Rome wasn't built in a day. And neither has the United States completed the drive to end injustice against blacks and other minorities in the 20 years since the Rev. Dr. Martin Luther King Jr.'s march on Washington - a relative ''day'' in the history of human injustice.
It is gratifying that enormous progress has been made. But more is needed: Not fully resolved are issues of housing, education, and jobs. In a few communities even the voting rights of blacks still are in question. Overall, there is a feeling among blacks that latent prejudice remains among many whites.
In the past the US Civil Rights Commission has monitored both the progress toward racial equality and the continuing need. It is a very useful function whose continuance is in jeopardy: The commission's mandate to exist has expired, and proposals to continue its life are enmeshed in arguments over its makeup.
That is unfortunate. The long view is clearly called for: The commission continues to be needed and its existence should be extended. Reasonable men ought then to be able to settle the details, including the current disputes of whether President Reagan acted properly in replacing three commission members, as he did Tuesday, and whether the membership should be enlarged from six to eight. At base the issue is the relative power of Reagan appointees and holdover members, but that would be irrelevant if there no longer were a commission.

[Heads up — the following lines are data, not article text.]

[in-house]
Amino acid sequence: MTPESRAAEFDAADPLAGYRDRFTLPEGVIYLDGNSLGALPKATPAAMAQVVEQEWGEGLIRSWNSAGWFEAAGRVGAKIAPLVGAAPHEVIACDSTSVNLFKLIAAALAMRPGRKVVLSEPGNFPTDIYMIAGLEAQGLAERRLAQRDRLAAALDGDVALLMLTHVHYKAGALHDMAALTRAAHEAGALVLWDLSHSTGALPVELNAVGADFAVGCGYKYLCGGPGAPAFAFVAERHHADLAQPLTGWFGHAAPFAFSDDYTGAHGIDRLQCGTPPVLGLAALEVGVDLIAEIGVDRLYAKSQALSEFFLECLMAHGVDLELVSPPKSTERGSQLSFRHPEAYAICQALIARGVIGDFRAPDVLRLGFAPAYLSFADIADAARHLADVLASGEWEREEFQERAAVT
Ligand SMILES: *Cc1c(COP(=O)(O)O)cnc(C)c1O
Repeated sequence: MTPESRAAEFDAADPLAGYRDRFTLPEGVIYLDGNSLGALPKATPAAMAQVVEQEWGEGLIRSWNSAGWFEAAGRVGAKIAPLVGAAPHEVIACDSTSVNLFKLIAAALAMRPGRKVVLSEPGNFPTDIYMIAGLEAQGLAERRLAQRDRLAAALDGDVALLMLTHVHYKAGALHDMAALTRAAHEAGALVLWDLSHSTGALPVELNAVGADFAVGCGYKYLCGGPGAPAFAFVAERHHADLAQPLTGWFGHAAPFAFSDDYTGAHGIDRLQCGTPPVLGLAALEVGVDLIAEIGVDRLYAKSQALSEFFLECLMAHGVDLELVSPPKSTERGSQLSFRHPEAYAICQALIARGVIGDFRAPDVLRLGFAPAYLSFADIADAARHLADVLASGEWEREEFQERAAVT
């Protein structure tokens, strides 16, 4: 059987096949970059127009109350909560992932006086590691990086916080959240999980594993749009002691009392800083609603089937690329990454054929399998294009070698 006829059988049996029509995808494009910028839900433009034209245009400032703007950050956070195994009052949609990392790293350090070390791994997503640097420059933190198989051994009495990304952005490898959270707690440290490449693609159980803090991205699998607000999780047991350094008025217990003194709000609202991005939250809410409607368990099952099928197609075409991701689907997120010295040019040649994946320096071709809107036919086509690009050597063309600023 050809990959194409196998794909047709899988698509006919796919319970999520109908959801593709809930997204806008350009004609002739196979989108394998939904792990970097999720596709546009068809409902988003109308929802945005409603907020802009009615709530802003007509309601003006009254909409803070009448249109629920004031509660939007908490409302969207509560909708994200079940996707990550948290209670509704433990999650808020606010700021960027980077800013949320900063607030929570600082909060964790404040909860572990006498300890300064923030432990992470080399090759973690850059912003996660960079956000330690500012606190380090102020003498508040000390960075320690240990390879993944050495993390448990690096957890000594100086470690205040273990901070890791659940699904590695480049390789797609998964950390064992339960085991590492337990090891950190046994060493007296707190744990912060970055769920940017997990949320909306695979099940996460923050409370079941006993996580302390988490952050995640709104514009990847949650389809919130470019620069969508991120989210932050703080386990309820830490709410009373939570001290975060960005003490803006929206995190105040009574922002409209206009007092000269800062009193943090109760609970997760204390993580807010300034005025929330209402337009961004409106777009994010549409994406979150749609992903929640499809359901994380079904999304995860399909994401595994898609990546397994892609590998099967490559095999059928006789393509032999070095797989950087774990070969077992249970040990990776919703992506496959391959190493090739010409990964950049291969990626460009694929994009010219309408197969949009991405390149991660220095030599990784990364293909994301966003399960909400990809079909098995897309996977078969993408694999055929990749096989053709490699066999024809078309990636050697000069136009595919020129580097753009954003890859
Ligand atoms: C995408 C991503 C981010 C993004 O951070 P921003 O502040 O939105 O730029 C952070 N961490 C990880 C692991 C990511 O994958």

The question of the commission's future now is before the US Senate. Over the weekend there were reports that Senate Republican leaders had agreed to move quickly on a bill to extend the commission. However, by Monday morning the first move - action in the Judiciary Committee - had been postponed when, a committee representative said, chairman Strom Thurmond (R) of South Carolina failed to get the needed quorum to call a meeting Tuesday.
Senator Thurmond should get members to agree to meet forthwith. The proposal should be approved, and the commission should be continued.